Rising raw materials prices keep pressure on British Vita

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The Independent Online

Shares in the fibre and foams group British Vita tumbled by 9 per cent to 243p yesterday after the company said rising raw material prices were keeping margins under pressure. The company said the "hostile and unprecedented" market conditions had seen chemical prices in the industry rise 50 per cent in six months while price rises had proved difficult to pass on.

However, Rod Sellars, chief executive, said input prices seemed to be reaching a plateau and price rises, including one this month, were being pushed though. "Chemical prices used to be similar to those of six to seven years ago, but the chemicals companies have been making up for lost time with recent increases," he said.

Mr Sellars said the company was looking to rebuild its margins although consumer demand remained flat. "There is always a time lag between input costs rising and us being able to pass costs on. The chemicals boys have been hitting us with a lot of price rises, particularly in the last quarter."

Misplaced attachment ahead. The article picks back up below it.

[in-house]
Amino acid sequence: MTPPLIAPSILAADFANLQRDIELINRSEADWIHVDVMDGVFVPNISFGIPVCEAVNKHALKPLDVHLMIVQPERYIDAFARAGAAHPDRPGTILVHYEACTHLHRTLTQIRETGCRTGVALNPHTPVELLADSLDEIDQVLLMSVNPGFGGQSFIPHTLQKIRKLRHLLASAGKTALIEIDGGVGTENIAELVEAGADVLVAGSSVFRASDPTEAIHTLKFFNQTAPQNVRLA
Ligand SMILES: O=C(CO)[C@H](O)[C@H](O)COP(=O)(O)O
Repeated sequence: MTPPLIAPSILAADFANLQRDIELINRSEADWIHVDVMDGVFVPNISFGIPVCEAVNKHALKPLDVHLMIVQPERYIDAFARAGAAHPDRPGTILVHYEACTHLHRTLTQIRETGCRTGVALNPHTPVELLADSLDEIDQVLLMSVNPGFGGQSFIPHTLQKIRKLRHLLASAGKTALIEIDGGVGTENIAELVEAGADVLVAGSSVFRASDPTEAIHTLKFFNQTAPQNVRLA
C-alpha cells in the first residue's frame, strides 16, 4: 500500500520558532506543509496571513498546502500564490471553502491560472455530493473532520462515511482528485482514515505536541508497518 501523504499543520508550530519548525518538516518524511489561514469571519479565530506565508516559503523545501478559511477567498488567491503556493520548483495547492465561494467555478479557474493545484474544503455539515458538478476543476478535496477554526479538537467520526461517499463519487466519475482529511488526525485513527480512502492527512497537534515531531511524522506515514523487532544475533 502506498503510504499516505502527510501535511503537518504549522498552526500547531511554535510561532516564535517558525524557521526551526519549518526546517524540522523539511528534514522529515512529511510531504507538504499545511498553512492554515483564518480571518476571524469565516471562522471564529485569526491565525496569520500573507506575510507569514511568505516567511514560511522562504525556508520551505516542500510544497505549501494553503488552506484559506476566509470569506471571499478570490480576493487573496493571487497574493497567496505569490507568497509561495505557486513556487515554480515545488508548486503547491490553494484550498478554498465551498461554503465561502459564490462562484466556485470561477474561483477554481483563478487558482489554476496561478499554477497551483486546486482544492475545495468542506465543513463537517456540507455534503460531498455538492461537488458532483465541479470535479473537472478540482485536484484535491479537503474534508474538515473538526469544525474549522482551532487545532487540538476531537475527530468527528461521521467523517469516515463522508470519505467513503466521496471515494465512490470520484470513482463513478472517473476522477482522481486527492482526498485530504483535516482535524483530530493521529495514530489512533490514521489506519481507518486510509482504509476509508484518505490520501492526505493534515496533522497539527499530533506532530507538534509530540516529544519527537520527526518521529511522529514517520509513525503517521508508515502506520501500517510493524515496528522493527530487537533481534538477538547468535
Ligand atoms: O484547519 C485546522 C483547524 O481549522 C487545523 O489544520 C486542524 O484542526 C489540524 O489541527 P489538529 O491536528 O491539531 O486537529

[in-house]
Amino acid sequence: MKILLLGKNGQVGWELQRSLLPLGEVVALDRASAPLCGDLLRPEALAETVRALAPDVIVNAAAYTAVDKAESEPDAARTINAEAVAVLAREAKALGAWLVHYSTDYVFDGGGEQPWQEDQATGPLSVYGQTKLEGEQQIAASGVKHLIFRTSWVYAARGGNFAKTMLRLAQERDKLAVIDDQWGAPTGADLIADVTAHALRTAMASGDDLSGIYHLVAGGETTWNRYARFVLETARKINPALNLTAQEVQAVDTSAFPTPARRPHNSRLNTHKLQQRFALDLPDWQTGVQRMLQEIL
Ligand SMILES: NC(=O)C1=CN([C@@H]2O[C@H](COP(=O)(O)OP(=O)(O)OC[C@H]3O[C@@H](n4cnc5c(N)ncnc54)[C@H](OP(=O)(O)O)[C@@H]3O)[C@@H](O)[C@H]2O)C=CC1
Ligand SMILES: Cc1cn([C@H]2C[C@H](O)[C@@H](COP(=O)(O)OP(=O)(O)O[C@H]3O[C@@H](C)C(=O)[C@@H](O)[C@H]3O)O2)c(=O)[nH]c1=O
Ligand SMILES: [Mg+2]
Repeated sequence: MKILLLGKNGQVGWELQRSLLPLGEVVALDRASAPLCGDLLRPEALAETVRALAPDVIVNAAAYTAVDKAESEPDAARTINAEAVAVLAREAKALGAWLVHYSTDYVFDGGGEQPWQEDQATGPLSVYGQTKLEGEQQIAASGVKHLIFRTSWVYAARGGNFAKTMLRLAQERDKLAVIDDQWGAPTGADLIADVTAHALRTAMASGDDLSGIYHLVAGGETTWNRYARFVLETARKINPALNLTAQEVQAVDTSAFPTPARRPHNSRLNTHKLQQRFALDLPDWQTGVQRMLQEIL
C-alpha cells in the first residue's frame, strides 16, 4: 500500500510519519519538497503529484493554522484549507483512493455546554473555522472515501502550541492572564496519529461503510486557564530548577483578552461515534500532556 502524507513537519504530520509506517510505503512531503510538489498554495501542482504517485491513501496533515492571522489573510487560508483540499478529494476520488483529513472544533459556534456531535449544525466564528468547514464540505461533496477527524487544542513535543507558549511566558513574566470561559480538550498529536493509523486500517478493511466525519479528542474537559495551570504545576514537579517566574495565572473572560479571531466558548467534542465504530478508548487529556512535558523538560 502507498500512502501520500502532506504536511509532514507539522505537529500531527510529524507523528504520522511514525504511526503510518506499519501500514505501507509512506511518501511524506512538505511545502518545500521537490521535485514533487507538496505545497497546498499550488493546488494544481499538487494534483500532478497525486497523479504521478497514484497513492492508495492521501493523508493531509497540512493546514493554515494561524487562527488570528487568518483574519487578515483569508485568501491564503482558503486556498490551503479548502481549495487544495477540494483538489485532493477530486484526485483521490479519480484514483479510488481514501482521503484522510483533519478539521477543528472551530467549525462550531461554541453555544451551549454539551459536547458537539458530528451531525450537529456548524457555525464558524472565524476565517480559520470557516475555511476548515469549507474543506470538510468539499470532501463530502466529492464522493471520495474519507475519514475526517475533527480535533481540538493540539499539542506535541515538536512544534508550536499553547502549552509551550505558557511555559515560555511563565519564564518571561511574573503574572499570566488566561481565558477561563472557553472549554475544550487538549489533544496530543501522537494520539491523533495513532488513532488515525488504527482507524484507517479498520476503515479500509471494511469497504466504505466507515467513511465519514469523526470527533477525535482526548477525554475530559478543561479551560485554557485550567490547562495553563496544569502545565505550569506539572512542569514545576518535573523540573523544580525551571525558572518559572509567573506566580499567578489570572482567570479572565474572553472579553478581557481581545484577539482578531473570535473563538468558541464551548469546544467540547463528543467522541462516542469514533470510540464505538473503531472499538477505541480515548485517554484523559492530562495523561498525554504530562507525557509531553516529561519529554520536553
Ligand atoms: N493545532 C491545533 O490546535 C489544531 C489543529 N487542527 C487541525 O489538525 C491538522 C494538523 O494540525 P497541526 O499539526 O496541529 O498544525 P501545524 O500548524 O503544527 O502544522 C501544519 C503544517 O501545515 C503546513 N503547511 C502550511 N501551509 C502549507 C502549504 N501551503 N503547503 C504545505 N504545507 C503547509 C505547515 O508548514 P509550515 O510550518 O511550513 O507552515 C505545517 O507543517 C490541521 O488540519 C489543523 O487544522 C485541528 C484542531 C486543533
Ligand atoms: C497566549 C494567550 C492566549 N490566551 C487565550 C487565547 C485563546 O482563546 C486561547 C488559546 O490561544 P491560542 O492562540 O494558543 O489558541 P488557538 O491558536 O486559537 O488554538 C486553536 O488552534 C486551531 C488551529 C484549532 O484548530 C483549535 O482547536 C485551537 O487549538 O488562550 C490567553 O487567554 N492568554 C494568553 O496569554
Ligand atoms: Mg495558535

Mr Sellars said that under the circumstances he was pleased to report a 10 per cent increase in pre-tax profits for the six months to June to pounds 26m.

Sales rose from pounds 385m to pounds 450m, boosted by strong performances in the UK and Europe, although European profits fell to pounds 11m.

Recent acquisitions such as the Polish foam plant which came on stream last July were doing well. The Mowbray textiles division, which makes specialist yarns, was also performing strongly following its acquisition three months ago and the expansion of the fibre business in the UK and Europe.

The relatively weak demand for furniture and bedding has affected the cellular polymers division, which was also the worst hit by rising costs. Its operating profits fell from pounds 14m to pounds 11m, compared with the first half last year. The company has spent pounds 29m on acquisitions and capital expenditure.

Rising raw material prices have been a key factor for manufacturing companies over the last year, with some reaching the highest levels seen in a decade. Price rises for bulk chemicals such as ethylene and propylene have been among the largest.

British Vita has warned before about the impact of rising raw material prices. However the shares jumped in March when the company reported better- than-expected results for 1994, with profits up by nearly 50 per cent to pounds 49.5m. Earnings per share for the first half of 1995 rose 10 per cent to 7.7p. The interim dividend is 3.95p.